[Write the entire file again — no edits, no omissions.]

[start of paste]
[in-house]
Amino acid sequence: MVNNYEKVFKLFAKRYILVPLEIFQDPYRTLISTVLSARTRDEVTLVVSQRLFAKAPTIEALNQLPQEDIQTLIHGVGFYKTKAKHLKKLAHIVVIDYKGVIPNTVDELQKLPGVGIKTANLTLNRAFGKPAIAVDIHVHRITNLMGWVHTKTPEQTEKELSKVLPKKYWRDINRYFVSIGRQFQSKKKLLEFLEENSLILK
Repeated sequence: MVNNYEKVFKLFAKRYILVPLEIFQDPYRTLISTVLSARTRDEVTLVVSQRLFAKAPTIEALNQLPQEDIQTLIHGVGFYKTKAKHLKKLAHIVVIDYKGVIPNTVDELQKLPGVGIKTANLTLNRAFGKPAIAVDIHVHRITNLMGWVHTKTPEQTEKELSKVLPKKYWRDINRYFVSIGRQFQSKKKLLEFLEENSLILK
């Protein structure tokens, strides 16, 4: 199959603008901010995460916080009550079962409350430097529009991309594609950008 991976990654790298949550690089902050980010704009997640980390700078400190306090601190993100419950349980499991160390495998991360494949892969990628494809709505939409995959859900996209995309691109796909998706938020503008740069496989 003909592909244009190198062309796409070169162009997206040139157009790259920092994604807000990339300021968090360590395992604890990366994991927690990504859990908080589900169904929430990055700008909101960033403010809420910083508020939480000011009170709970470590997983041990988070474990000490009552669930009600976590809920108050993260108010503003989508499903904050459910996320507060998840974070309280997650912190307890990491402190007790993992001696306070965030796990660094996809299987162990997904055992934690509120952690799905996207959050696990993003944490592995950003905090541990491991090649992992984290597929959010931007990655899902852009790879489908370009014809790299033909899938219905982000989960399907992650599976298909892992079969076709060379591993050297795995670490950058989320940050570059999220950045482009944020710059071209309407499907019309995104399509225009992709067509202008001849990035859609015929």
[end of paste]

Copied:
[in-house]
Amino acid sequence: MVNNYEKVFKLFAKRYILVPLEIFQDPYRTLISTVLSARTRDEVTLVVSQRLFAKAPTIEALNQLPQEDIQTLIHGVGFYKTKAKHLKKLAHIVVIDYKGVIPNTVDELQKLPGVGIKTANLTLNRAFGKPAIAVDIHVHRITNLMGWVHTKTPEQTEKELSKVLPKKYWRDINRYFVSIGRQFQSKKKLLEFLEENSLILK
Repeated sequence: MVNNYEKVFKLFAKRYILVPLEIFQDPYRTLISTVLSARTRDEVTLVVSQRLFAKAPTIEALNQLPQEDIQTLIHGVGFYKTKAKHLKKLAHIVVIDYKGVIPNTVDELQKLPGVGIKTANLTLNRAFGKPAIAVDIHVHRITNLMGWVHTKTPEQTEKELSKVLPKKYWRDINRYFVSIGRQFQSKKKLLEFLEENSLILK
């Protein structure tokens, strides 16, 4: 199959603008901010995460916080009550079962409350430097529009991309594609950008 991976990654790298949550690089902050980010704009997640980390700078400190306090601190993100419950349980499991160390495998991360494949892969990628494809709505939409995959859900996209995309691109796909998706938020503008740069496989 003909592909244009190198062309796409070169162009997206040139157009790259920092994604807000990339300021968090360590395992604890990366994991927690990504859990908080589900169904929430990055700008909101960033403010809420910083508020939480000011009170709970470590997983041990988070474990000490009552669930009600976590809920108050993260108010503003989508499903904050459910996320507060998840974070309280997650912190307890990491402190007790993992001696306070965030796990660094996809299987162990997904055992934690509120952690799905996207959050696990993003944490592995950003905090541990491991090649992992984290597929959010931007990655899902852009790879489908370009014809790299033909899938219905982000989960399907992650599976298909892992079969076709060379591993050297795995670490950058989320940050570059999220950045482009944020710059071209309407499907019309995104399509225009992709067509202008001849990035859609015929």